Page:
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Cuomo: Buffalo bishop should consider resigning if he's lost faith of Catholics

Gov. Andrew Cuomo did not join in the calls for Buffalo Diocese Bishop Richard J. Malone to resign, but said Malone should consider it if he's lost the support of Western New York Catholics.

"I don’t know the facts well enough," Cuomo said Tuesday when asked by The Buffalo News if Malone should step down.

"I do know that in that calculation he would have to determine if he has lost the faith of his congregation. Because that’s relevant. To lead you need the trust of your congregation. And that is a very real factor," he said while meeting with The News' editorial board.

Referring to a Buffalo News poll in which 86% of Catholics said Malone should resign, the governor said, "You guys had a poll that among Catholics that I think called for his resignation. That I think is a relevant factor."

Last year, Lt. Gov. Kathy Hochul, Rep. Brian Higgins, several local politicians and businessman Paul Snyder called on Malone to resign over his handling of a clergy sexual abuse crisis.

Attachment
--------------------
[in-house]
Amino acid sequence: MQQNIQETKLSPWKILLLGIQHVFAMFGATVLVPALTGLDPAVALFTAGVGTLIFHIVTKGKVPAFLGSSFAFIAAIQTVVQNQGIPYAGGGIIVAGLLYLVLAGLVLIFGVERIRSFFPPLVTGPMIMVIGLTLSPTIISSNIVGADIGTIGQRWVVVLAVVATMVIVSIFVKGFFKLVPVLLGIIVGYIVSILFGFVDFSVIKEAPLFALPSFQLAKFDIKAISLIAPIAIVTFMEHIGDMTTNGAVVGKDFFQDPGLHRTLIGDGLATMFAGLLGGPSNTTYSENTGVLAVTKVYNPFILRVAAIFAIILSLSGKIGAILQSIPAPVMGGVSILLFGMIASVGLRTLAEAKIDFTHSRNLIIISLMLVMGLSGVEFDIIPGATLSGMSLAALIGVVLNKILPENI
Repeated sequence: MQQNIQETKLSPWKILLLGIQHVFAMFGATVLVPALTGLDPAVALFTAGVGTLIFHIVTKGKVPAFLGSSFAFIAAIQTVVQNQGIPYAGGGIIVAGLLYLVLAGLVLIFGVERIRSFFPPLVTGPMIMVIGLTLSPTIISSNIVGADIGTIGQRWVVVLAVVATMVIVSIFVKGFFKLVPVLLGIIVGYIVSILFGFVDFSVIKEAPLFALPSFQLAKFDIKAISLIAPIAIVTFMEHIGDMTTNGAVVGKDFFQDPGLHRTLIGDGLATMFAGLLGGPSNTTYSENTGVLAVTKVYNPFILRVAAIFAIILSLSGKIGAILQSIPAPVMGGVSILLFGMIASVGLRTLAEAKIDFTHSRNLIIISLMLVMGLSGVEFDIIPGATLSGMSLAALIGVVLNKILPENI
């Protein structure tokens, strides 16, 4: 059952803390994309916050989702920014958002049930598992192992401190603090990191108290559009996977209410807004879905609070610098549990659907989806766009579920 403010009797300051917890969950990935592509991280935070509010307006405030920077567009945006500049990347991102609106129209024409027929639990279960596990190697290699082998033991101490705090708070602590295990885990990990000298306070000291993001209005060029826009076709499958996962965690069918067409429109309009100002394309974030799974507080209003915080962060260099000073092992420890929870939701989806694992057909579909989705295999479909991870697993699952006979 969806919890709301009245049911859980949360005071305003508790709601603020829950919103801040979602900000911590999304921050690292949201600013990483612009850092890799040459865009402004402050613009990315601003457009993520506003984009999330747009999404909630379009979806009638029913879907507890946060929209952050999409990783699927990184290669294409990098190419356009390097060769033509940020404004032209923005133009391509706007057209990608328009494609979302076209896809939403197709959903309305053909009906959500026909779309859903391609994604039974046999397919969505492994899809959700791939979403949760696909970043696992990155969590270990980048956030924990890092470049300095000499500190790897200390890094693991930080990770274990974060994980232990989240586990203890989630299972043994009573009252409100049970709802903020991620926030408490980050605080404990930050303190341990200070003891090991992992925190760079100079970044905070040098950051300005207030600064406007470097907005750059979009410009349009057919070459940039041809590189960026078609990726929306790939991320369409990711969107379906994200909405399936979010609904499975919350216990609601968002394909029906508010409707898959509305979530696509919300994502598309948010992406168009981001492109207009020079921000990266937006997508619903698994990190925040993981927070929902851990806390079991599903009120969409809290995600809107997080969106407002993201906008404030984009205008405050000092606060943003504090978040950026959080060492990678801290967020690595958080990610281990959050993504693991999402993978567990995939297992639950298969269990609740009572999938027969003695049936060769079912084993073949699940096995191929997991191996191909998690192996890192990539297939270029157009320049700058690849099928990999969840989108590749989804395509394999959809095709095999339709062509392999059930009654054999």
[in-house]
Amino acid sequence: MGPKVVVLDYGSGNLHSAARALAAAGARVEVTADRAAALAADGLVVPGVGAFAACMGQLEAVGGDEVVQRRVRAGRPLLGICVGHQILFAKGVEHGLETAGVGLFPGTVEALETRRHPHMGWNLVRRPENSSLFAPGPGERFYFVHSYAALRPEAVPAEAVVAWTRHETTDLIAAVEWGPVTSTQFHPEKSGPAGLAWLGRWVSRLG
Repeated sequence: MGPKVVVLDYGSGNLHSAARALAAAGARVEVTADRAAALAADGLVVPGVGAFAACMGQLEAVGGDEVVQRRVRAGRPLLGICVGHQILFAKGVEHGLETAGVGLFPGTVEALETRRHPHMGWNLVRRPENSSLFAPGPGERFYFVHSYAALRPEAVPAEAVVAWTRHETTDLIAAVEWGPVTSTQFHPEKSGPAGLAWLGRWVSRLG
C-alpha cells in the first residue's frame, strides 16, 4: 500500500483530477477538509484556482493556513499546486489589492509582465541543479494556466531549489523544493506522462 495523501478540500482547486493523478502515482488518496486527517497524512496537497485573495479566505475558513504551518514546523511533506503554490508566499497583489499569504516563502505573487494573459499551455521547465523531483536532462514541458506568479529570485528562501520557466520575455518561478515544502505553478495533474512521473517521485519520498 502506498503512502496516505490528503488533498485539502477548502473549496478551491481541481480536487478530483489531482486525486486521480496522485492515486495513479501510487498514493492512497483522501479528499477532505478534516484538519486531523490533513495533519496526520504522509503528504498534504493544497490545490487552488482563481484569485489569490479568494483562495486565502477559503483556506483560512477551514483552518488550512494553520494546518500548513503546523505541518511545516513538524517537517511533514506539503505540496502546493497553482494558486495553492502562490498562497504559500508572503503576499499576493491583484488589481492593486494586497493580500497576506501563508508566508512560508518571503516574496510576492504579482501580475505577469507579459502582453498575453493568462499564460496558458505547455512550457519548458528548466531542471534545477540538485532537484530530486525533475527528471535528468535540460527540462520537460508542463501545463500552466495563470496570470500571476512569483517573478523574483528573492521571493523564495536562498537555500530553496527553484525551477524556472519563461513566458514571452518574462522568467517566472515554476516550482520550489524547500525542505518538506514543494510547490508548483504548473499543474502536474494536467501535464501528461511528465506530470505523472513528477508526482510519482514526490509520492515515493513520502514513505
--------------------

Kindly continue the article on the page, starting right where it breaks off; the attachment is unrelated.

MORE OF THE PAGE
In April, St. Bonaventure President Dennis DePerro called for Malone to step down. More recently, a group of prominent Catholics called the Movement to Restore Trust called on Malone to resign, following the publication of secret recordings which suggested the bishop tried to keep a lid on an alleged sexual harassment by a priest of an adult seminarian and on another priest’s love letter to the seminarian.

Malone maintained at a Sept. 4 news conference that although he “hadn’t taken a poll” of local Catholics, he believed the majority stood behind him.

The Buffalo News poll of 473 Catholics or lapsed Catholics from Erie and Niagara counties suggested otherwise. Fewer than 3% of those surveyed said Malone should stay on as bishop. About 12% were undecided.

Cuomo did talk about one other issue involving the Catholic Church, his signing into law the Child Victims Act earlier this year, which opened a one-year window for childhood sexual abuse victims to sue abusers and their employers for incidents that previously were time-barred.

More than 130 Child Victims Act lawsuits have been filed against the Buffalo Diocese since Aug. 14.

"That I think was a good law, as the results have show," Cuomo said. "It’s problematic to the church. But it’s called justice, you know."

Case by case: Child Victims Act filings detail heart-wrenching stories of abuse

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